Merging Android LiveData

Merging Android LiveData

Since the adoption of reactive programming in Android by Google, a new category of life cycle aware classes were released to make the concept more usable. This paradigm shift induced a lot of changes in the android stack, and lead to the conceptualization of LiveData. This Android LiveData as we know is a data holder class on which we can put an observable to observe the changes in data it holds. This works very well with SQLite databases and API calls, but what if we have to combine both of these LiveData objects and return one single Android merged LiveData. You must be thinking, its not very straight forward. But still it is very easy to implement, in this tutorial we would have a look at how to merge two android LiveData objects and maintain a single stream of merged Android LiveData at the Activity level.

For this Android LiveData merging tutorial, it expected from you as a reader to have basic understanding of following concepts:

  • Androidx
  • MVVM Architecture
  • Android Architecture Components
  • Lifecycle Aware Programming
  • Room Database

When you need to combine LiveData objects from multiple data sources into one LiveData object, you also need to take care of a case where data is changed in one of the original LiveData objects. In such a case then the corresponding data should also be refreshed in the other LiveData which is merged with current one. In the next sections you will see how to refresh data dynamically from SQLite database when one of the API call based LiveData values are changed.

How to merge and combine multiple LiveData sources?

Once you start using LiveData in your apps you will realize that, it can solve almost every data flow problem, weather you are trying to communicate with a fragment from an activity, or you are trying to connect with a database. Even if you are trying to make an API call and return data to your activity, now-days the best practice is to use a LiveData object. But one issue that you may face by using LiveData is that, if you need data from multiple sources, for example from a web API call and a local database, then how will you combine two LiveData objects? This example revolves around this problem only, where we show how to merge multiple LiveData objects in Android.

By using MediatorLiveData and Transformations

In this example, we will combine two sources of data and both of them would be served by a LiveData object at the Android activity. To achieve this merging of Android LiveData we would be using MediatorLiveData and MutableLiveData classes extensively. In brief MediatorLiveData allows us to observe on multiple LiveData objects and react to their changes. For this android merged LiveData example one should have a clear understanding of LiveData and its types, therefore please refer to the official documentation for that.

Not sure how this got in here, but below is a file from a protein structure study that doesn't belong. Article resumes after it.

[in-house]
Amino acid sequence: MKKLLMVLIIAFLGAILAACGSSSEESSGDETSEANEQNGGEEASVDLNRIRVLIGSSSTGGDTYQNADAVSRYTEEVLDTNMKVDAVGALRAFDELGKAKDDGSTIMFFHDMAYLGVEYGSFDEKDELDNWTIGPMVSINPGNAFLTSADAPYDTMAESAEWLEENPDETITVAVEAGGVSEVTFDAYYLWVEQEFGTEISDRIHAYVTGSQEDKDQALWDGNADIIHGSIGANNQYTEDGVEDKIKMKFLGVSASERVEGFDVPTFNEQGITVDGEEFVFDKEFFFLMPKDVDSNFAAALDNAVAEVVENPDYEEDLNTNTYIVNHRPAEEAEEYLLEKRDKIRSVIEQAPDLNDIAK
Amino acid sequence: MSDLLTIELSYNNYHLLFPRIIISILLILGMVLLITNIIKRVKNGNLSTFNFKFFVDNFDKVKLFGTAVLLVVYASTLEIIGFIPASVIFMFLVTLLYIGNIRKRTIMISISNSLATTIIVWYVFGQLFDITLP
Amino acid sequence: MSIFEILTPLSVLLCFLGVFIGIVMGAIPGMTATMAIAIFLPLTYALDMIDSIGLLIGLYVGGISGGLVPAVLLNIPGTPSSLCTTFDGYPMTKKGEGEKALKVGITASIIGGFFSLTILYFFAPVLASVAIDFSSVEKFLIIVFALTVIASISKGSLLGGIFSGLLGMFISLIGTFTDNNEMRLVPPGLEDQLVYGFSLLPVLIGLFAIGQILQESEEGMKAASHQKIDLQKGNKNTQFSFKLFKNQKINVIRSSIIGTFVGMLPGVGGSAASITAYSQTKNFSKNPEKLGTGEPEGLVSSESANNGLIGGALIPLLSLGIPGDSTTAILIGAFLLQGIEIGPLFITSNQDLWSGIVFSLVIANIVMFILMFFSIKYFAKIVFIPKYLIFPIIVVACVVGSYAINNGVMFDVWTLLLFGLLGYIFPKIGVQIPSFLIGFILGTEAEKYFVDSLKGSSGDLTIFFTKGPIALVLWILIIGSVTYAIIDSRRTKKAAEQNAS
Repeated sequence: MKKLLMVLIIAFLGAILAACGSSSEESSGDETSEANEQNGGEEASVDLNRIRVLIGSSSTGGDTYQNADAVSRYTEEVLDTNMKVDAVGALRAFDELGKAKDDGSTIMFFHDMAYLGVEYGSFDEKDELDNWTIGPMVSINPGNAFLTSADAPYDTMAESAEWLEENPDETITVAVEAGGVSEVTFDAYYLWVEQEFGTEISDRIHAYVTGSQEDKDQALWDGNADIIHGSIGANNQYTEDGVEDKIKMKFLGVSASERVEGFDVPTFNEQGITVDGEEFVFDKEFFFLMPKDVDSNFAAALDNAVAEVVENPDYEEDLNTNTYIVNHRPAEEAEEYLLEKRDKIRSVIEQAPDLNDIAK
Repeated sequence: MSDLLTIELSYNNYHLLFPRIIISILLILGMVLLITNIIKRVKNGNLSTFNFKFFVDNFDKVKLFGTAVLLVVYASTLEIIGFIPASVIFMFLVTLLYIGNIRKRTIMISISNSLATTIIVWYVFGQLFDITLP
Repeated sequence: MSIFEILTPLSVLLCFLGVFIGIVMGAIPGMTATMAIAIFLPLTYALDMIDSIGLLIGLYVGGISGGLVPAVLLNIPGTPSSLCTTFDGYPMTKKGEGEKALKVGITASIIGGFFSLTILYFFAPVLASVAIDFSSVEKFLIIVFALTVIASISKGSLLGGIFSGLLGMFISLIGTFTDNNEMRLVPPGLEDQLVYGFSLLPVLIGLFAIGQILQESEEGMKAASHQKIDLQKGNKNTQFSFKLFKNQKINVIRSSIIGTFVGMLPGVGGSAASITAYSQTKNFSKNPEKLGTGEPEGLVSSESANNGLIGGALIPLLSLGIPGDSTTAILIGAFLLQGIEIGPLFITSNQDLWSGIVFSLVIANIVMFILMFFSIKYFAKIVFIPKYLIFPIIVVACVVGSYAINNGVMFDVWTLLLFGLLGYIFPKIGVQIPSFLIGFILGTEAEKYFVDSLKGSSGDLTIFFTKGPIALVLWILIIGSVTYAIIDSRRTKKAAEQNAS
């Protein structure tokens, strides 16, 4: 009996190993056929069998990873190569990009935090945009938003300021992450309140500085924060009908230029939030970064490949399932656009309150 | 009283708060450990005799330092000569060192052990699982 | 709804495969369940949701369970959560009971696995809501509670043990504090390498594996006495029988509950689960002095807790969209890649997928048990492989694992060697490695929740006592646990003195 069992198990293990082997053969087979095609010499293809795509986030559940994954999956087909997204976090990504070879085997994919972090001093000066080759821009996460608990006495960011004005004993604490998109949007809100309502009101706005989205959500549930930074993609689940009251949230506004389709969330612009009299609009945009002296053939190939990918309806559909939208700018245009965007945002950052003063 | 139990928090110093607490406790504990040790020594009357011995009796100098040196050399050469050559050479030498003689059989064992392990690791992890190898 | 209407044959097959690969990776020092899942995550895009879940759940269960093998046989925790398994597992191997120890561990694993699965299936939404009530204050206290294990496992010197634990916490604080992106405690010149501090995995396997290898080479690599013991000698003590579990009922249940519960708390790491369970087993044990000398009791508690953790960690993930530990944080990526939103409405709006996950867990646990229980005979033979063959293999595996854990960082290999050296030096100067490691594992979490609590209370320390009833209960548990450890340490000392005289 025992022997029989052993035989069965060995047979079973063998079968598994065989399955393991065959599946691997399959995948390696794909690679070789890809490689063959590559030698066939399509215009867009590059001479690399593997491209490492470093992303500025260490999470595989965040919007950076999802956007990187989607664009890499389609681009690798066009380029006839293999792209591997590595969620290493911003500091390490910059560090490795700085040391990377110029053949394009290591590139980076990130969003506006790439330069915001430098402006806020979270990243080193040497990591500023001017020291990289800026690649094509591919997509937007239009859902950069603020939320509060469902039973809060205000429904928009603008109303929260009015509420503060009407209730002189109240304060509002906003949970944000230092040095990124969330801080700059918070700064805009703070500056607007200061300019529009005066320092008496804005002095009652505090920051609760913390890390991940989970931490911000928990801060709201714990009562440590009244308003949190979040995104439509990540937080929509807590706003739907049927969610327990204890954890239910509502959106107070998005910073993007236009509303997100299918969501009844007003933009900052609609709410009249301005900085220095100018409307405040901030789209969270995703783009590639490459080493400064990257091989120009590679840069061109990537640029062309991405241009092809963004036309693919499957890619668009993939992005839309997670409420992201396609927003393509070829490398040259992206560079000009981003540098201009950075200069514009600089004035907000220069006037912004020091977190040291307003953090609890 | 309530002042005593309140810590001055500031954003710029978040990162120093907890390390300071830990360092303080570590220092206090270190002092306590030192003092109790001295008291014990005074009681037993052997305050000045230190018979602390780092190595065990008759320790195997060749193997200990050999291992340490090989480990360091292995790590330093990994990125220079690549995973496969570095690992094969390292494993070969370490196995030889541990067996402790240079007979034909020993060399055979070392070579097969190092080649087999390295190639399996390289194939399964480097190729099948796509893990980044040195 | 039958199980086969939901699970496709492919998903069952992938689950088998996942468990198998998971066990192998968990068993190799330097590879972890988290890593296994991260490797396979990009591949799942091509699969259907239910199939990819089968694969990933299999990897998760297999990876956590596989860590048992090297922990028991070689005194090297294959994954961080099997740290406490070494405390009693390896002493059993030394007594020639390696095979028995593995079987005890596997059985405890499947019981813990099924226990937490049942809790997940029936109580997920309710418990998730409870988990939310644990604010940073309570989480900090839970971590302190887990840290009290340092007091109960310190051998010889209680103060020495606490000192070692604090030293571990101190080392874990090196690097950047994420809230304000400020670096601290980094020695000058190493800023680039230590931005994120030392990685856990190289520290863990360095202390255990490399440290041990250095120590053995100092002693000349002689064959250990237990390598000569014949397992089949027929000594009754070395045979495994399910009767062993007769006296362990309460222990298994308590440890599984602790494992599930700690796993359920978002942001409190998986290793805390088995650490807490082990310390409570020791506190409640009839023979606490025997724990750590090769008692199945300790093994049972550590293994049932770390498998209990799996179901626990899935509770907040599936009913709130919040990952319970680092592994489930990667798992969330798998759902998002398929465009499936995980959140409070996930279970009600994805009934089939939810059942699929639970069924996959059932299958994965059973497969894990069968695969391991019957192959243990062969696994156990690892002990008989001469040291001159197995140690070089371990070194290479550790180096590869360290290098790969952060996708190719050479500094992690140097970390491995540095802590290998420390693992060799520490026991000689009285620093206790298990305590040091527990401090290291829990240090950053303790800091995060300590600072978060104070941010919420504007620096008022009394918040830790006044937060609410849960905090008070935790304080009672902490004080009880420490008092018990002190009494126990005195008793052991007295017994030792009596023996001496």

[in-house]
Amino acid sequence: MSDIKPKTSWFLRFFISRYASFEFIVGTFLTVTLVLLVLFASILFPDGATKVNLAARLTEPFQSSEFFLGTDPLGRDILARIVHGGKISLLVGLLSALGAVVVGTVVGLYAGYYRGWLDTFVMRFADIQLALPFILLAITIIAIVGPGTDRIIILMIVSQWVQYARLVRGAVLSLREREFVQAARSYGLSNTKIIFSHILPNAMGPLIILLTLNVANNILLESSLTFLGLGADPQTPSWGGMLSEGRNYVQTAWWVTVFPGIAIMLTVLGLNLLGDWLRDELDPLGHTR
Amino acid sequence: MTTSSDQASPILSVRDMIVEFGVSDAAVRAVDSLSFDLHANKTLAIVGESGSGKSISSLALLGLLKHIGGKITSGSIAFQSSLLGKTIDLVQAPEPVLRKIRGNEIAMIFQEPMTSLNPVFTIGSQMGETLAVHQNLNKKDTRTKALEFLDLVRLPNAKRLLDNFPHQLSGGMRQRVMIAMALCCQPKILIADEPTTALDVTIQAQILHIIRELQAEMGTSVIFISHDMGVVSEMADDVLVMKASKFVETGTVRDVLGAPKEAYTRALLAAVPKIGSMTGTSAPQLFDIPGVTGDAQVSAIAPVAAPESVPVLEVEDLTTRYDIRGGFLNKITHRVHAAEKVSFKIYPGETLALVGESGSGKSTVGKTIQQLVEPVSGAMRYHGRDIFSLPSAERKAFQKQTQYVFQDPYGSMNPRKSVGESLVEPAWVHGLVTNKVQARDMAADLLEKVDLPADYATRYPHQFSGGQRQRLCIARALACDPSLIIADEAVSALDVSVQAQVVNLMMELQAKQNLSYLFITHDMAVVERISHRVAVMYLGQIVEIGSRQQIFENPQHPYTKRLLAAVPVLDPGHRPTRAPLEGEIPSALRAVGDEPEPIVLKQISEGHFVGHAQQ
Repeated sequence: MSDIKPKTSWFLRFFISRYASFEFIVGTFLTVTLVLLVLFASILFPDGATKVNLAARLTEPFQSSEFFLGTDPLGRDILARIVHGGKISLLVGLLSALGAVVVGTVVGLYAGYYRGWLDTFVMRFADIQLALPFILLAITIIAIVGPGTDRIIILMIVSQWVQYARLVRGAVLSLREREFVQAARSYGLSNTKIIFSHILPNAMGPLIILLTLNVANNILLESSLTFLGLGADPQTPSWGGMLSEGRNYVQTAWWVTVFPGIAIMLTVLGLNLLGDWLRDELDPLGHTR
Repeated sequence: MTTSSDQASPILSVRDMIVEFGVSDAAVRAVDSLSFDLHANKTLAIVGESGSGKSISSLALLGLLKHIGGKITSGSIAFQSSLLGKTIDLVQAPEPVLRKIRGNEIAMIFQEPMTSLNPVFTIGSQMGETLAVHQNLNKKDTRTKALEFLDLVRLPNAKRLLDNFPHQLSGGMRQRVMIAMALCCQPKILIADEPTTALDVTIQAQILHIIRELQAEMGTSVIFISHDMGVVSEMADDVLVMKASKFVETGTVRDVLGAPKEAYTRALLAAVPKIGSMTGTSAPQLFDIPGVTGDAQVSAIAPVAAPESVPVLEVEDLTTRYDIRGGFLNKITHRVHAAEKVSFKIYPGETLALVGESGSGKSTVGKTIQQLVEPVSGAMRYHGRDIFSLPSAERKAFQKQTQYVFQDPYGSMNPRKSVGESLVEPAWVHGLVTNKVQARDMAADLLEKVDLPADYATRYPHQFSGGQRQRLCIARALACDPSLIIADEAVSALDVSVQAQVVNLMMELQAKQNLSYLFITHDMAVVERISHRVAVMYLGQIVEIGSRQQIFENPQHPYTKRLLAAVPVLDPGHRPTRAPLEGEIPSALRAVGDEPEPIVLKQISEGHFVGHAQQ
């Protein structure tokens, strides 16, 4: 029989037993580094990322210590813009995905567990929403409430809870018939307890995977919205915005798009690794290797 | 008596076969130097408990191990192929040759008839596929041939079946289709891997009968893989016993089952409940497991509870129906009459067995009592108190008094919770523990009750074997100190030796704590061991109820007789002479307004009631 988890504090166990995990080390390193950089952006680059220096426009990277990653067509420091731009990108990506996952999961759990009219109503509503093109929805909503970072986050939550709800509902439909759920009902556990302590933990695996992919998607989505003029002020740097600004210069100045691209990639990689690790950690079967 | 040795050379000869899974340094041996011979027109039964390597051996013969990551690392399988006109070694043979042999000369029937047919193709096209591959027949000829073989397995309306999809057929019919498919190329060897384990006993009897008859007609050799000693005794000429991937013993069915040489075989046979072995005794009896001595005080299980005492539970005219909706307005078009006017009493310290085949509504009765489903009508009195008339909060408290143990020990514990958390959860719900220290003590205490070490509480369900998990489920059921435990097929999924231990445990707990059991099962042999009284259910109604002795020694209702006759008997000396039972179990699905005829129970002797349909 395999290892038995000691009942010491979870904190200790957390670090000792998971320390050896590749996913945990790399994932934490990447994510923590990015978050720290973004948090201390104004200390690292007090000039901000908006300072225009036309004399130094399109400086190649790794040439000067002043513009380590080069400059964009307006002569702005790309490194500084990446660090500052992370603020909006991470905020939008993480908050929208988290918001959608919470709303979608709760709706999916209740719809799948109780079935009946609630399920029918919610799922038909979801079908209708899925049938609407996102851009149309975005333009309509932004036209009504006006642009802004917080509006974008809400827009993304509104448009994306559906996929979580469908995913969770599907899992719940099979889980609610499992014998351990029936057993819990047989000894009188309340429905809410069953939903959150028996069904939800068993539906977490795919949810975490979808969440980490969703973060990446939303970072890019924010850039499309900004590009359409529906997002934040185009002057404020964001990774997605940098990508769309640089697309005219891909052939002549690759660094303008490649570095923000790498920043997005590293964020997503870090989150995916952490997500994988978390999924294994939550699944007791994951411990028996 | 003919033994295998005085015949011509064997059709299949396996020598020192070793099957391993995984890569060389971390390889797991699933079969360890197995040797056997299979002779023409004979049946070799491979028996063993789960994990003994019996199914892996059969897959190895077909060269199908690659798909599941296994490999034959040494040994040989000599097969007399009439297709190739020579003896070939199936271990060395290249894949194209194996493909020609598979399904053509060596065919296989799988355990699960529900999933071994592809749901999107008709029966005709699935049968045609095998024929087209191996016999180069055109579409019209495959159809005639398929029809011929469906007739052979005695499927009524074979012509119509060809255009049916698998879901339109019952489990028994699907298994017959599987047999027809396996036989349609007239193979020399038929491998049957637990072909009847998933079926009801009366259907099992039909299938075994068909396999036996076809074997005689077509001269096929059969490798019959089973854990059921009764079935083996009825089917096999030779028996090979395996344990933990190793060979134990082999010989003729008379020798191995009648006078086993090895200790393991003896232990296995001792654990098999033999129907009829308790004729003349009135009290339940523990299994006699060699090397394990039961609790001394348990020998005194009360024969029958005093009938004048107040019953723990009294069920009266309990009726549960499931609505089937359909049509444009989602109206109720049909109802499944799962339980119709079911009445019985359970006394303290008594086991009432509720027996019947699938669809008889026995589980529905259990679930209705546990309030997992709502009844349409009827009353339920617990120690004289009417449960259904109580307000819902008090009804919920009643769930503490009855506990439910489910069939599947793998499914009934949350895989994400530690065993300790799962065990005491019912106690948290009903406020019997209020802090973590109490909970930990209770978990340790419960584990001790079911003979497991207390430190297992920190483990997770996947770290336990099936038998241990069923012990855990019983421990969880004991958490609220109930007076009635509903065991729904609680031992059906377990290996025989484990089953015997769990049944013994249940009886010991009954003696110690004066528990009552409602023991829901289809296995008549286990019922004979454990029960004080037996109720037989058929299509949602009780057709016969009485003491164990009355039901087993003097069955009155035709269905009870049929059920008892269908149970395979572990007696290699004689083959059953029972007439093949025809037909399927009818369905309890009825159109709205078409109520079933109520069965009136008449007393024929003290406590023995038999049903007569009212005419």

At times the use case is such that a LiveData object needs to be changed into a different type of object. Such cases can be gracefully handled by the LiveData Transformations. In this LiveData merging sample, we will be using Transformations class, this will help us in transforming and merging the LiveData from Room database with LiveData from the API call. To be specific in this sample we will be using Transformations.switchMap type of transformations method which allows us to call a function and transform the data as per our needs. For full details on transformations and room database please read about them in the official documentation, as discussing them in this post would go in a different direction.

How is a merged Android LiveData object created?

Now that we have a clear understanding of how all the components would work, lets have an understanding how they will work together. We want to achieve a functionality where we can get a merged Android LiveData from two or more sources of LiveData. Here one source can be of an API LiveData and the other one can be of a room database. To do so in this example we would use retrofit as a networking client and get a LiveData response. We will also create a stream of LiveData from room database and finally merge the two android LiveData objects with respect to each other by using MediatorLiveData and Transformations.switchMap functions. Once this is done we can put an observer on the final output of the MediatorLiveData object and fulfill our motives. Lets explore some code part in the next sections to have full understanding.

Merging Android LiveData

To showcase how to combine multiple android LiveData objects we will build a sample where we would enter a location in an EditText and show places data for that location. To fetch the surrounding places we would use the Foursqaure venues API in this case. The surrounding places that we fetched would be displayed in a RecyclerView on the same screen. To make this problem a little more interesting, we would also allow the user to mark a place favorite by tapping on a button on the details screen. To do so we will keep the ‘favorite marked place’ in our local Room Database.

Now that the final data on the listing screen would be displayed from two sources i.e. from the local Room database and from a web API call we would need to merge the data from two LiveData sources. To do so we will use MediatorLiveData and Transformations.switchMap, by following full MVVM architecture.